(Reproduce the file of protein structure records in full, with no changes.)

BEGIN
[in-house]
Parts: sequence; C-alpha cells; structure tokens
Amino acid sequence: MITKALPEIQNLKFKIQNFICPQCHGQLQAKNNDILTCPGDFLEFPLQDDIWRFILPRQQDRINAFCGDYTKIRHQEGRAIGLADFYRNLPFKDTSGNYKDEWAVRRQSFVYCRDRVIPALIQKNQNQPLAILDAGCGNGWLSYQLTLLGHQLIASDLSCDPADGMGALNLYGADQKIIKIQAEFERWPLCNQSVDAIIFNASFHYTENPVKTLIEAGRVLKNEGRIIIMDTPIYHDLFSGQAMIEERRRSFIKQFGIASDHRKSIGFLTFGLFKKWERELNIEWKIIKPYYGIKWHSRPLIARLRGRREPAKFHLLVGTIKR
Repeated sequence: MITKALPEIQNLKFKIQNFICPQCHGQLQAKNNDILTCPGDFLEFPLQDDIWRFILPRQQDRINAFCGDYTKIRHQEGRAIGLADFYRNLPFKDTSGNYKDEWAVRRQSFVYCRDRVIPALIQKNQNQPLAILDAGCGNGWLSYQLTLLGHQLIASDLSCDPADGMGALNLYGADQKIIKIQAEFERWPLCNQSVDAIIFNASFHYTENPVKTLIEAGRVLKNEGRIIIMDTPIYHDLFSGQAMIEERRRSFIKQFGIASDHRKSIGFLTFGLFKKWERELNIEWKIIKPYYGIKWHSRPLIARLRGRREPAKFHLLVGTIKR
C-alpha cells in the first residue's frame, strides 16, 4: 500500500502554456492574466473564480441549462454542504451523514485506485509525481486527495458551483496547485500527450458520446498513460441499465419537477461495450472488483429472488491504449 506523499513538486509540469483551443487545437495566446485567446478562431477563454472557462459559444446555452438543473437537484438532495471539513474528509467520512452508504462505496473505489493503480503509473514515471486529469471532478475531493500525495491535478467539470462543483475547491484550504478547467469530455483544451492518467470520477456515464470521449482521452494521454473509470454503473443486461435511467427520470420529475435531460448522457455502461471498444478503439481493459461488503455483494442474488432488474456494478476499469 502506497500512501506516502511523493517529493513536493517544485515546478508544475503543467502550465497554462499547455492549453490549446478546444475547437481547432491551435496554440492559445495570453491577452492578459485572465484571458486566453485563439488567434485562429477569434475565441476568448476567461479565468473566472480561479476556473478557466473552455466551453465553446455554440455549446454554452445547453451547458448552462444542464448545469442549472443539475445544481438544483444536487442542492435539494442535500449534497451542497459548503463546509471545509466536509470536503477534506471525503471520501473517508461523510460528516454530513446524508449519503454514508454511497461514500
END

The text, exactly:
[in-house]
Parts: sequence; C-alpha cells; structure tokens
Amino acid sequence: MITKALPEIQNLKFKIQNFICPQCHGQLQAKNNDILTCPGDFLEFPLQDDIWRFILPRQQDRINAFCGDYTKIRHQEGRAIGLADFYRNLPFKDTSGNYKDEWAVRRQSFVYCRDRVIPALIQKNQNQPLAILDAGCGNGWLSYQLTLLGHQLIASDLSCDPADGMGALNLYGADQKIIKIQAEFERWPLCNQSVDAIIFNASFHYTENPVKTLIEAGRVLKNEGRIIIMDTPIYHDLFSGQAMIEERRRSFIKQFGIASDHRKSIGFLTFGLFKKWERELNIEWKIIKPYYGIKWHSRPLIARLRGRREPAKFHLLVGTIKR
Repeated sequence: MITKALPEIQNLKFKIQNFICPQCHGQLQAKNNDILTCPGDFLEFPLQDDIWRFILPRQQDRINAFCGDYTKIRHQEGRAIGLADFYRNLPFKDTSGNYKDEWAVRRQSFVYCRDRVIPALIQKNQNQPLAILDAGCGNGWLSYQLTLLGHQLIASDLSCDPADGMGALNLYGADQKIIKIQAEFERWPLCNQSVDAIIFNASFHYTENPVKTLIEAGRVLKNEGRIIIMDTPIYHDLFSGQAMIEERRRSFIKQFGIASDHRKSIGFLTFGLFKKWERELNIEWKIIKPYYGIKWHSRPLIARLRGRREPAKFHLLVGTIKR
C-alpha cells in the first residue's frame, strides 16, 4: 500500500502554456492574466473564480441549462454542504451523514485506485509525481486527495458551483496547485500527450458520446498513460441499465419537477461495450472488483429472488491504449 506523499513538486509540469483551443487545437495566446485567446478562431477563454472557462459559444446555452438543473437537484438532495471539513474528509467520512452508504462505496473505489493503480503509473514515471486529469471532478475531493500525495491535478467539470462543483475547491484550504478547467469530455483544451492518467470520477456515464470521449482521452494521454473509470454503473443486461435511467427520470420529475435531460448522457455502461471498444478503439481493459461488503455483494442474488432488474456494478476499469 502506497500512501506516502511523493517529493513536493517544485515546478508544475503543467502550465497554462499547455492549453490549446478546444475547437481547432491551435496554440492559445495570453491577452492578459485572465484571458486566453485563439488567434485562429477569434475565441476568448476567461479565468473566472480561479476556473478557466473552455466551453465553446455554440455549446454554452445547453451547458448552462444542464448545469442549472443539475445544481438544483444536487442542492435539494442535500449534497451542497459548503463546509471545509466536509470536503477534506471525503471520501473517508461523510460528516454530513446524508449519503454514508454511497461514500